Worker, employee, contractor or partner? That depends — and it’s changing

Security of employment?

Worker Categories Vary Widely

Recent legislative changes, case law and a pending appeal are narrowing and clarifying the categories of “worker” in Ontario. These promise wide-ranging implications for both paralegals’ practices and practice management.

Severance pay, vacation pay and paycheque deductions are among the areas affected by the category to which a worker belongs under provincial and federal regulations, and as determined in case law. A business is more likely to be held liable for the tortious acts of an employee than those of an independent contractor. Legislation and case law will also have an effect on Human Rights matters.

Construction-industry definitions expanded

Workplace Safety and Insurance Board changes came into effect January 1. While these redefine employee and employer in the construction industry, they may have a ripple effect in other areas. In its 2013 Reconciliation Guide, the WSIB introduces the expanded definitions. Previously excluded employers and employees within the construction industry are now included in the registration scheme.

Whether someone is an “employee,” “independent operator,” “partner” or other category of worker for WSIB purposes depends on factors such as the nature and place of work, when it is performed and how it is performed. The Board has increased the type of construction practice to which WSIB coverage is mandatory. Primary contractors must ensure their subcontractors are in compliance with mandatory coverage. Deemed workers now include executive officers, independent contractors, sole proprietors and partners.

Sagaz and Wiebe tests for relationship

Supreme Court and Federal Court decisions guide “employee” assessments. 1671122 Ontario Ltd. v. Sagaz Industries Canada Inc. 2001 SCC 59 and Wiebe Door Services Ltd. v. The Queen [1986] 3 F.C. 553, set out tests to assess factors to assist in determining the employment relationship.

Relevant factors iterated include: the level of control exercised by the employer over the worker’s activities; whether the worker provides his own tools and equipment; whether the worker hires helpers; the degree of financial risk assumed by the worker; the degree of responsibility for investment assumed and opportunity for profit by the worker through the performance of his tasks.

Despite employment contracts, the objective factual circumstances of the employment relationship have held the key to determining the category to which an employee belongs. This is expected to continue. As in 1392644 Ontario Inc. (Connor Homes) v. Canada (National Revenue), 2013 FCA 85 (2013), the shared intent or understanding of a worker and the organization that engages his services is not determinative of the worker’s legal status for tax purposes. The Federal Court found that several workers were employees of the companies, despite contractual agreements.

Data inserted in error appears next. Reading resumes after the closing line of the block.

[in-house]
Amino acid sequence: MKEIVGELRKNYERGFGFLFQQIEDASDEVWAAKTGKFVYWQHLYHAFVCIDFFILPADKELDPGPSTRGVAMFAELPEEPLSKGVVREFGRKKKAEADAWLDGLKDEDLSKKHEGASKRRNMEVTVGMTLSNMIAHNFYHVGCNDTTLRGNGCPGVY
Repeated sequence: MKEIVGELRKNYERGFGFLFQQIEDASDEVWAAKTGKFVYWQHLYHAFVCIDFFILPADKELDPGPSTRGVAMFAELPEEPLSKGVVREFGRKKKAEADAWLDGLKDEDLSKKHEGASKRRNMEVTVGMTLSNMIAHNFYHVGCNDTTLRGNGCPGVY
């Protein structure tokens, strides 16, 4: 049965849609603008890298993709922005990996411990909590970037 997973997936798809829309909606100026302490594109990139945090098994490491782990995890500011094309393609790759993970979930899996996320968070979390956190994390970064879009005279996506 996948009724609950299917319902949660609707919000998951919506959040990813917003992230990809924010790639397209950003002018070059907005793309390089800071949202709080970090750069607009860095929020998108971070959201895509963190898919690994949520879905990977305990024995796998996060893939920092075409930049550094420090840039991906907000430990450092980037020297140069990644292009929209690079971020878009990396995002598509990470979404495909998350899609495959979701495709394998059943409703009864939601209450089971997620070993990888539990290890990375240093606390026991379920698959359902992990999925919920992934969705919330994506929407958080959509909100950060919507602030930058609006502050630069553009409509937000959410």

These decisions suggest that employers should ensure that the factual circumstances and real-life duties, responsibilities and involvement of a worker’s engagement support the designation of the worker. Designations have continued to evolve as well, and now include contractor, dependent contractor, elect-to-work, temporary, assignment employee, student, intern, volunteer, casual, partner and associate.

Significant appeal heading to SCC

The Supreme Court will determine whether a partner may be deemed to be an employee for human rights purposes, now that leave has been granted in McCormick v. Fasken Martineau Dumoulin LLP .

An equity partner filed a complaint with the B.C. Human Rights Commission alleging employment discrimination on the basis of age. He alleged that his law firm discriminated against him by requiring him to retire at the age of 65.

While common law would not recognize an equity partner as an “employee,” the decision could mean that for the purposes of a human rights case, a partner will be protected against prohibited discrimination grounds.

This is an important case to watch; observers expect the decision to broadly affect employment law, human rights and other tribunals within the paralegal scope of practice.

See also:
Smith v. M.N.R., 2011 TCC 20
Prue v. M.N.R., 2011 TCC 9

Information about the WSIB regulatory changes and how they will affect construction-industry firms is available at:

Details of the legislative changes can be found at ONTLA:
Workplace Safety and Insurance Amendment Act (Alternate Insurance Plans), 2013.

The Ministry of Finance offers guidance in categorizing an employer-employee relationship:

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